On November 14th, 2018 Theresa May’s draft withdrawal agreement was approved by the British Government after 5 hours of deliberation by the Council of Ministers. A step has been taken towards securing a smooth withdrawal from the European Union (EU). However, two more steps need to be taken: obtaining an agreement of the 27 UE’s countries and, most importantly, the ratification of the agreement by the British Parliament.
If the withdrawal agreement is able to overcome both of these hurdles, what will be its impact on trademark rights?
There is no need to worry about intellectual property rights as EU directives have already been transposed into British legislation, and the level of protection remains unchanged.
For industrial property rights, on the other hand, the withdrawal agreement intends to preserve the EU legal framework. Therefore, the transition of the protection of EU law to UK law will be ensured by several measures.
- European trademarks and designs registered before December 31st, 2020 (the date EU treaties will no longer apply to the UK) will be automatically, converted into UK national rights, without re-examination or additional costs,
- EU trademark and design rights declared invalid or revoked in proceedings that were initiated prior to December 31st, 2020, will also be declared invalid or revoked in the UK.
- The holders of trademarks and designs registered before EUIPO (European Union Intellectual Property Office) with a pending application status at the time of the UK’s exit, will have 9 months as of the exit date to file a national application in the UK.
- Applications filed through the UK national office will benefit from the same filing date and priority date as the original application filed with EUIPO.
- Furthermore, the withdrawal agreement stipulates that IP rights exhausted both in the EU and in the UK before the end of the transition period shall remain exhausted.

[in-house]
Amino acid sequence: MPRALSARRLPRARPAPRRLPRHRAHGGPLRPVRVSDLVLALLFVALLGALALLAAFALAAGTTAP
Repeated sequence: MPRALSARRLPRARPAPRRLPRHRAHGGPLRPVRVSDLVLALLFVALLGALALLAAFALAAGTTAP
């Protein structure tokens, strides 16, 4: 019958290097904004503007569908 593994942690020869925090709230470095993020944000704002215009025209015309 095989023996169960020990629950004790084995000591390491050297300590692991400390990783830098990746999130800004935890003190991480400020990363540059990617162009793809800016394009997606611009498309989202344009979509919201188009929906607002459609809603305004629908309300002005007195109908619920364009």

- However, European trademark owners will not lose their UK trademark rights due to lack of use of the European trademark in the UK before the end of the transition period.
The great innovation of the withdrawal agreement lies in a procedural clarification. The question that until recently remained unanswered by the withdrawal agreement was the process for obtaining protection in the UK. The new agreement now provides for a cooperation between European and UK authorities. Therefore, all the information necessary to renew rights, held by EUIPO, must be transmitted to the UK authorities. Thus, European IP rights holders do not need to submit any documents or pay additional fees.
These measures allow right holders to maintain protection in the EU by preserving an equivalent level of protection in the UK. . Nevertheless, if Brexit takes place without agreement, these transitional measures will not enter into force. For the moment such a possibility cannot be ruled out. That is the reason why every decision on EU trademark strategy must be considered very carefully. Dreyfus, trademark law experts, is able to assist you in the decision-making process in order to protect your intellectual property rights in this current climate of uncertainty.